Peter and Anita realised almost as soon as they got married that they really shouldn’t have done it. If only they’d been born a generation later they could have had a crack at living together first and then when they realised what a disaster it was, gone their separate ways three weeks later, never to cross paths again.
But marriage was marriage and so they were stuck. Stuck with completely different ideas of how life should be lived. A night owl living with a lark, an optimist with a pessimist, two people who couldn’t even agree on what to eat and when to eat it. They were completely incompatible.
So they decided to open a backpacking hostel.
It was perfect, exactly what they needed. They didn’t need to be a husband and wife with nothing to talk about anymore, now they were a team with a project. They bought a huge run down old house and set about getting it renovated. Now the conversations were endless. They could complain about builders who didn’t meet their deadlines and bathrooms that cost far more than the original quote. They could spend their days choosing bunk beds and picking out paint colours and preparing for the grand opening. She was creative and he was logical and whilst it wasn’t a winning combination for love, it was very good for setting up a business.
The doors opened and the backpackers came. Anita and Peter fell into a routine. She bustled about brightly in the daytime, doing the cleaning, the morning check-outs and the afternoon check-ins, smiling and chatting to all of the guests as she worked, making everyone feel welcome. He did the evening shift, sitting morosely behind the desk, reading heavy books with heavy titles and only communicating with backpackers when he absolutely had to, always casting a suspicious eye over each and every backpacker as if it was inevitable that they were only going to bring trouble and mayhem to his life.
It was the perfect arrangement for an imperfect marriage. Anita went to work before Peter woke up, and she went to bed before he came home. The only time for conversations was the 3pm handover when they could briefly tell each other about unruly backpackers who’d left without handing in their key, or about a terrible smell lingering in one of the communal fridges. Peter had no idea that Anita spent her afternoons on the beach before heading home to watch several hours of TV, Anita only knew that Peter had taken up golf because of all the golf related items that now cluttered up her hallway.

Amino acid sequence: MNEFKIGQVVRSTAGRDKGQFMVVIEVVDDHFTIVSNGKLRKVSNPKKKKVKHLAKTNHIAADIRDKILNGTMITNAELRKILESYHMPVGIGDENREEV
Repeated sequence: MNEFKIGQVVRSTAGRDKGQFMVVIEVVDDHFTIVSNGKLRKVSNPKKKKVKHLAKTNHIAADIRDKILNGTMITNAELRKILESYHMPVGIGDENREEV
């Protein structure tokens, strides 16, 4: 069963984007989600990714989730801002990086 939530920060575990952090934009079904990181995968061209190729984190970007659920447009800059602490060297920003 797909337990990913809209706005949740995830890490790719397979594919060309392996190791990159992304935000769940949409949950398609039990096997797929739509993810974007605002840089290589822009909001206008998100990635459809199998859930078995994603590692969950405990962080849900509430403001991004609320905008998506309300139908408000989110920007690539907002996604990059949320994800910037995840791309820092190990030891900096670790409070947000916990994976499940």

They hadn’t been away together since their disastrous honeymoon in Tasmania. The hostel provided an excellent excuse for separate holidays because someone always needed to be there to run it. Anita had girly holidays in Bali and Fiji with her sisters and best friends. Peter went off by himself on walking and skiing holidays.
Once in an attempt to not exactly spice up the marriage but just acknowledge that they had one, Anita suggested that perhaps Peter didn’t need to work so late every night. On the evenings that they were already fully booked or not waiting for a latecomer, he could come home earlier. They could eat tea together. They tried it once. Anita cooked spaghetti bolognese because she had no idea that Peter had stopped eating garlic, onions and tomatoes more than six years ago after they started to repeat on him.
There was nothing to talk about over dinner, so they filled the huge gap in the conversation by planning an unecessary refurbishment of several bedrooms and bathrooms and drawing up a list of unecessarily strict rules to inflict upon future backpackers.